10. There will be at least one $100M software product built on Force.com. The myth that it is impossible to build a big business on an on-demand platform will finally be debunked by the emergence of a PaaS-enabled application in 2009 that has the potential for a $100M run rate.

These predictions are loosely based on what Appirio is hearing and seeing first hand from industry insiders around the globe - from a base of over 2,000 customers, partnerships with leaders in this space, and conversations with industry influencers.

More Stories By Cloud News Desk

Cloud Computing News Desk brings the latest industry news related to the Cloud paradigm of massively scalable IT resources and capabilities delivered as a service using Internet technologies. For up to date news on the International Cloud Computing Conference & Expo series, the easiest way is to follow it on Twitter.

Comments (0)

Share your thoughts on this story.

Add your comment
You must be signed in to add a comment. Sign-in | Register

In accordance with our Comment Policy, we encourage comments that are on topic, relevant and to-the-point. We will remove comments that include profanity, personal attacks, racial slurs, threats of violence, or other inappropriate material that violates our Terms and Conditions, and will block users who make repeated violations. We ask all readers to expect diversity of opinion and to treat one another with dignity and respect.


IoT & Smart Cities Stories
The deluge of IoT sensor data collected from connected devices and the powerful AI required to make that data actionable are giving rise to a hybrid ecosystem in which cloud, on-prem and edge processes become interweaved. Attendees will learn how emerging composable infrastructure solutions deliver the adaptive architecture needed to manage this new data reality. Machine learning algorithms can better anticipate data storms and automate resources to support surges, including fully scalable GPU-c...
Machine learning has taken residence at our cities' cores and now we can finally have "smart cities." Cities are a collection of buildings made to provide the structure and safety necessary for people to function, create and survive. Buildings are a pool of ever-changing performance data from large automated systems such as heating and cooling to the people that live and work within them. Through machine learning, buildings can optimize performance, reduce costs, and improve occupant comfort by ...
The explosion of new web/cloud/IoT-based applications and the data they generate are transforming our world right before our eyes. In this rush to adopt these new technologies, organizations are often ignoring fundamental questions concerning who owns the data and failing to ask for permission to conduct invasive surveillance of their customers. Organizations that are not transparent about how their systems gather data telemetry without offering shared data ownership risk product rejection, regu...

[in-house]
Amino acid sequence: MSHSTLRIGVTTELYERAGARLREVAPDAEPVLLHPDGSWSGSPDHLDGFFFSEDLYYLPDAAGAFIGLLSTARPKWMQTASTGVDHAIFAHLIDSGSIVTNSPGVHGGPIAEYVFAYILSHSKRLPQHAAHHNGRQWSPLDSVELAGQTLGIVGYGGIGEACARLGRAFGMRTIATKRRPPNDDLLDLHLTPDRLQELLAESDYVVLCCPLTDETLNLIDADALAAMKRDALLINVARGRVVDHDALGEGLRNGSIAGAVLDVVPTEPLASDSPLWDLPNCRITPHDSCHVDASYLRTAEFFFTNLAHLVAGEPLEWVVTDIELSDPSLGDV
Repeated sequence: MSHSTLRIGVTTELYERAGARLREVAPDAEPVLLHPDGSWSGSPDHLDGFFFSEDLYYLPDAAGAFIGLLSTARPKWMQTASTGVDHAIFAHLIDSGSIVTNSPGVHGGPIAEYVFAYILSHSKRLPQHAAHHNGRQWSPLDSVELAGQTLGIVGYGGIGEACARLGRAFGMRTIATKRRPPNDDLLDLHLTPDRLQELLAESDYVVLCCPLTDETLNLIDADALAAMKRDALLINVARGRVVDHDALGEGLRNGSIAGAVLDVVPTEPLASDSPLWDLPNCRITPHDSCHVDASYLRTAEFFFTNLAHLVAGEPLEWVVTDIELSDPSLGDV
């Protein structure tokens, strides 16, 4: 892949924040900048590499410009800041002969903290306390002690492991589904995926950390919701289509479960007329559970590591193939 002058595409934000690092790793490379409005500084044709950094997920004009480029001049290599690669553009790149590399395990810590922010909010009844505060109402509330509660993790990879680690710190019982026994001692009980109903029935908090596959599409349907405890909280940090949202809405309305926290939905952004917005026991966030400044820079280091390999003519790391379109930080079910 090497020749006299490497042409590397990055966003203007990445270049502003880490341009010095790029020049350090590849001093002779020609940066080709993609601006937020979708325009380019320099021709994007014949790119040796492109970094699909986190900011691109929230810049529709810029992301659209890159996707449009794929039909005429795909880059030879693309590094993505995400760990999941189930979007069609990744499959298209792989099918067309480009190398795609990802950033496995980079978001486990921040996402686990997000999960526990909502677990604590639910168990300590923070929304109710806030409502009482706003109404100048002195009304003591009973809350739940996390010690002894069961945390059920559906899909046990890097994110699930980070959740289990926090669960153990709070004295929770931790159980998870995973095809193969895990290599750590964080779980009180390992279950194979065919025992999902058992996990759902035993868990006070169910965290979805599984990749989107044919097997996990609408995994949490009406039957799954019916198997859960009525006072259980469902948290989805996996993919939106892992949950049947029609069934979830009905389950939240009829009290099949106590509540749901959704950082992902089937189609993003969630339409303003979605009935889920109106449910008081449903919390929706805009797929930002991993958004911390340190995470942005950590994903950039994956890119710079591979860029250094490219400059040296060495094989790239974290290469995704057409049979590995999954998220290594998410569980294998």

René Bostic is the Technical VP of the IBM Cloud Unit in North America. Enjoying her career with IBM during the modern millennial technological era, she is an expert in cloud computing, DevOps and emerging cloud technologies such as Blockchain. Her strengths and core competencies include a proven record of accomplishments in consensus building at all levels to assess, plan, and implement enterprise and cloud computing solutions. René is a member of the Society of Women Engineers (SWE) and a m...
Poor data quality and analytics drive down business value. In fact, Gartner estimated that the average financial impact of poor data quality on organizations is $9.7 million per year. But bad data is much more than a cost center. By eroding trust in information, analytics and the business decisions based on these, it is a serious impediment to digital transformation.
Digital Transformation: Preparing Cloud & IoT Security for the Age of Artificial Intelligence. As automation and artificial intelligence (AI) power solution development and delivery, many businesses need to build backend cloud capabilities. Well-poised organizations, marketing smart devices with AI and BlockChain capabilities prepare to refine compliance and regulatory capabilities in 2018. Volumes of health, financial, technical and privacy data, along with tightening compliance requirements by...
Predicting the future has never been more challenging - not because of the lack of data but because of the flood of ungoverned and risk laden information. Microsoft states that 2.5 exabytes of data are created every day. Expectations and reliance on data are being pushed to the limits, as demands around hybrid options continue to grow.
Digital Transformation and Disruption, Amazon Style - What You Can Learn. Chris Kocher is a co-founder of Grey Heron, a management and strategic marketing consulting firm. He has 25+ years in both strategic and hands-on operating experience helping executives and investors build revenues and shareholder value. He has consulted with over 130 companies on innovating with new business models, product strategies and monetization. Chris has held management positions at HP and Symantec in addition to ...
Enterprises have taken advantage of IoT to achieve important revenue and cost advantages. What is less apparent is how incumbent enterprises operating at scale have, following success with IoT, built analytic, operations management and software development capabilities - ranging from autonomous vehicles to manageable robotics installations. They have embraced these capabilities as if they were Silicon Valley startups.
As IoT continues to increase momentum, so does the associated risk. Secure Device Lifecycle Management (DLM) is ranked as one of the most important technology areas of IoT. Driving this trend is the realization that secure support for IoT devices provides companies the ability to deliver high-quality, reliable, secure offerings faster, create new revenue streams, and reduce support costs, all while building a competitive advantage in their markets. In this session, we will use customer use cases...